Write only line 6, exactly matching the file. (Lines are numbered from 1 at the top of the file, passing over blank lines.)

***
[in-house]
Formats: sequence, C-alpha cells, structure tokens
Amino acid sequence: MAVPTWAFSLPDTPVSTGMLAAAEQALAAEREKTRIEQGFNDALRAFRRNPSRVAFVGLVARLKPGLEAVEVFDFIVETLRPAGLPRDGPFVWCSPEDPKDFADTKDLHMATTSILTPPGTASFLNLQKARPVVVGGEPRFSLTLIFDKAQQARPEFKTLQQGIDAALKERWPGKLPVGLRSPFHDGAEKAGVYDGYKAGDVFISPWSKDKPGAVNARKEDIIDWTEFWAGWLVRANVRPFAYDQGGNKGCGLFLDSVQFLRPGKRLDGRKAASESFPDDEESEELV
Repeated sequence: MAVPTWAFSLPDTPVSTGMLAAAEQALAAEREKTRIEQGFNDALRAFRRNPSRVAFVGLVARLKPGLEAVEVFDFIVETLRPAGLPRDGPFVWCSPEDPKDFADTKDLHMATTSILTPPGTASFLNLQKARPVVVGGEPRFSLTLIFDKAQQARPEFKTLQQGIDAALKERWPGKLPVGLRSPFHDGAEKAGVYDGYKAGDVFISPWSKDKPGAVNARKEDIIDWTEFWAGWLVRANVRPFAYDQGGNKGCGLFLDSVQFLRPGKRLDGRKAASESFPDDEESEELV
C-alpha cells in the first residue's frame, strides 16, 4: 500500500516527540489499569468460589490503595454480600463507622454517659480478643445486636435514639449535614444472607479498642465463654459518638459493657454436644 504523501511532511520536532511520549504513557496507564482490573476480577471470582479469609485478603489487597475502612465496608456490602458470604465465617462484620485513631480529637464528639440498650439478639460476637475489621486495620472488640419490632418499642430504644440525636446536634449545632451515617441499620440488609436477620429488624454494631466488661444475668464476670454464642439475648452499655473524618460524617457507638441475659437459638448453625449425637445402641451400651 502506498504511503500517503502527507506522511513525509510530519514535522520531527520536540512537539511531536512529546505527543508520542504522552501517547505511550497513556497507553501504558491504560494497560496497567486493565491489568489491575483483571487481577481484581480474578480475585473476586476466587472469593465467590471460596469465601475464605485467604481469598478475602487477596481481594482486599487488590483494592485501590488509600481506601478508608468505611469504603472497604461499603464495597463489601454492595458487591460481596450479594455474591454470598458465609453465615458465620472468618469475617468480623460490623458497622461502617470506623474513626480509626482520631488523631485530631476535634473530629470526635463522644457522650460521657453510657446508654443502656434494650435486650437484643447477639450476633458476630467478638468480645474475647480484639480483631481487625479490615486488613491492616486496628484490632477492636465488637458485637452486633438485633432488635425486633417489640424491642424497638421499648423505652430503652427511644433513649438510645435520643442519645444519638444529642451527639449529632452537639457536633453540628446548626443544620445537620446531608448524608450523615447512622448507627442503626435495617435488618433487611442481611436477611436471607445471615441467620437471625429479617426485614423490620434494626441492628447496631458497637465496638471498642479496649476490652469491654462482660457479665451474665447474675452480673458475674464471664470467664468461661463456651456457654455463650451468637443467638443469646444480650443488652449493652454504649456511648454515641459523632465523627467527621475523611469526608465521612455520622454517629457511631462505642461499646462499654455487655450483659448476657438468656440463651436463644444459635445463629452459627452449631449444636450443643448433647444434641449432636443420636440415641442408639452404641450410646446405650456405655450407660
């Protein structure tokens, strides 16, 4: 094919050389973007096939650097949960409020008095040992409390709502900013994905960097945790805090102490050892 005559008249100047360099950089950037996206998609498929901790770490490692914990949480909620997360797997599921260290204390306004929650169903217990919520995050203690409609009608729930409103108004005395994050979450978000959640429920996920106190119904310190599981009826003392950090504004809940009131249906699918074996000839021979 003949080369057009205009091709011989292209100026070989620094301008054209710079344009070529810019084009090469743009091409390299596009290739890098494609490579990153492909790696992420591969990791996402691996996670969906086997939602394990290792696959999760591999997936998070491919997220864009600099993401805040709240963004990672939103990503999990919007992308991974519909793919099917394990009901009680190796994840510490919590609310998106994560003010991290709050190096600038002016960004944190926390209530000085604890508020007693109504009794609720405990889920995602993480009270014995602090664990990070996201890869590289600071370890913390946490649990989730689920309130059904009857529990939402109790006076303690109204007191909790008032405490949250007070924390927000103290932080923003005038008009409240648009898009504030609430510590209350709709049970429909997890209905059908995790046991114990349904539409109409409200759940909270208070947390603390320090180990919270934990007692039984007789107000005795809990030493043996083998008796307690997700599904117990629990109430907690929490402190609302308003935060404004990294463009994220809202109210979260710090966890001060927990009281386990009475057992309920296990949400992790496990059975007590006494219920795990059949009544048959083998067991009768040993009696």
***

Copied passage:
């Protein structure tokens, strides 16, 4: 094919050389973007096939650097949960409020008095040992409390709502900013994905960097945790805090102490050892 005559008249100047360099950089950037996206998609498929901790770490490692914990949480909620997360797997599921260290204390306004929650169903217990919520995050203690409609009608729930409103108004005395994050979450978000959640429920996920106190119904310190599981009826003392950090504004809940009131249906699918074996000839021979 003949080369057009205009091709011989292209100026070989620094301008054209710079344009070529810019084009090469743009091409390299596009290739890098494609490579990153492909790696992420591969990791996402691996996670969906086997939602394990290792696959999760591999997936998070491919997220864009600099993401805040709240963004990672939103990503999990919007992308991974519909793919099917394990009901009680190796994840510490919590609310998106994560003010991290709050190096600038002016960004944190926390209530000085604890508020007693109504009794609720405990889920995602993480009270014995602090664990990070996201890869590289600071370890913390946490649990989730689920309130059904009857529990939402109790006076303690109204007191909790008032405490949250007070924390927000103290932080923003005038008009409240648009898009504030609430510590209350709709049970429909997890209905059908995790046991114990349904539409109409409200759940909270208070947390603390320090180990919270934990007692039984007789107000005795809990030493043996083998008796307690997700599904117990629990109430907690929490402190609302308003935060404004990294463009994220809202109210979260710090966890001060927990009281386990009475057992309920296990949400992790496990059975007590006494219920795990059949009544048959083998067991009768040993009696």